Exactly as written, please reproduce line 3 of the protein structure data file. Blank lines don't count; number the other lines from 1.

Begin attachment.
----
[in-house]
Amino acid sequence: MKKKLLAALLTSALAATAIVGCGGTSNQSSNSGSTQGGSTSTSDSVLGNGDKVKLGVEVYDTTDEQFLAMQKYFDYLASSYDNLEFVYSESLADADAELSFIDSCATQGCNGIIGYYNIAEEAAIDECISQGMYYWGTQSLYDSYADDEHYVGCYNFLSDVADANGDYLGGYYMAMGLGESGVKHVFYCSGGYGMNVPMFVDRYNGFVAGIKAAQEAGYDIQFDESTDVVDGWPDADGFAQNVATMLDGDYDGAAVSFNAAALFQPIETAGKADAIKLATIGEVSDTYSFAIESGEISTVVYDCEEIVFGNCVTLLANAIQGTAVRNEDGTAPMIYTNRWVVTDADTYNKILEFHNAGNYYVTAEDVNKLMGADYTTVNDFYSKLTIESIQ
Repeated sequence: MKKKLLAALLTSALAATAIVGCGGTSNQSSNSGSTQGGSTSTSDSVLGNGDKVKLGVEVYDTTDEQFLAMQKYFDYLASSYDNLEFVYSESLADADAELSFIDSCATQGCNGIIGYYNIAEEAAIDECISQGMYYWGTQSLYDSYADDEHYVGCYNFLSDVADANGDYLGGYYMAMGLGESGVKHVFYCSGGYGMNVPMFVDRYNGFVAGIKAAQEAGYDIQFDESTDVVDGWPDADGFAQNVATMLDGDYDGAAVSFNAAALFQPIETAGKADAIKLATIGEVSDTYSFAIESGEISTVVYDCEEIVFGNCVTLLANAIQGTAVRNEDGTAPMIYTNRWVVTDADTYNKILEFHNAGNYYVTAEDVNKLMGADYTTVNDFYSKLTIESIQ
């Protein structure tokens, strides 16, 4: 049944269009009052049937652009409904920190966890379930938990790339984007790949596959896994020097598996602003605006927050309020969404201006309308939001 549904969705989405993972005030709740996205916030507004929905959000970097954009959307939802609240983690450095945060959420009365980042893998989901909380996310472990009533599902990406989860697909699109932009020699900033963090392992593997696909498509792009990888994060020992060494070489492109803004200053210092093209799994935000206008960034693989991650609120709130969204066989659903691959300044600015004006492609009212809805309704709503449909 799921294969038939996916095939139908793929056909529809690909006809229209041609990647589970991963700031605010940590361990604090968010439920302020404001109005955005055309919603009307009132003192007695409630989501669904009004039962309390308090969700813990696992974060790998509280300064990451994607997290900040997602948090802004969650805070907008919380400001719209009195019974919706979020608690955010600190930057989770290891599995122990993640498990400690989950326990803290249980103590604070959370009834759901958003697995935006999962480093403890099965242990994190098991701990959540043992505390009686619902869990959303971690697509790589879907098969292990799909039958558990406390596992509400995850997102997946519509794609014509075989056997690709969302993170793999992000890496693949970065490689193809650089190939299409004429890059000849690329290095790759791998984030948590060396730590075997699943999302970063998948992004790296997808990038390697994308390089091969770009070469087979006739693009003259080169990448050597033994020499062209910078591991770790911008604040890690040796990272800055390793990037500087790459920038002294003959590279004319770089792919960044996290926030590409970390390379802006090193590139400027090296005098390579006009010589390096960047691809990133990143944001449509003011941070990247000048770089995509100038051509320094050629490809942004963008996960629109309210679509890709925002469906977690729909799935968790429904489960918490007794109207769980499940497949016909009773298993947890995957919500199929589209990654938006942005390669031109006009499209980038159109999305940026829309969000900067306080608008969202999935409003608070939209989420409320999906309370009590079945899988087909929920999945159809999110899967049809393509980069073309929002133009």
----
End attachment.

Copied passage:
Repeated sequence: MKKKLLAALLTSALAATAIVGCGGTSNQSSNSGSTQGGSTSTSDSVLGNGDKVKLGVEVYDTTDEQFLAMQKYFDYLASSYDNLEFVYSESLADADAELSFIDSCATQGCNGIIGYYNIAEEAAIDECISQGMYYWGTQSLYDSYADDEHYVGCYNFLSDVADANGDYLGGYYMAMGLGESGVKHVFYCSGGYGMNVPMFVDRYNGFVAGIKAAQEAGYDIQFDESTDVVDGWPDADGFAQNVATMLDGDYDGAAVSFNAAALFQPIETAGKADAIKLATIGEVSDTYSFAIESGEISTVVYDCEEIVFGNCVTLLANAIQGTAVRNEDGTAPMIYTNRWVVTDADTYNKILEFHNAGNYYVTAEDVNKLMGADYTTVNDFYSKLTIESIQ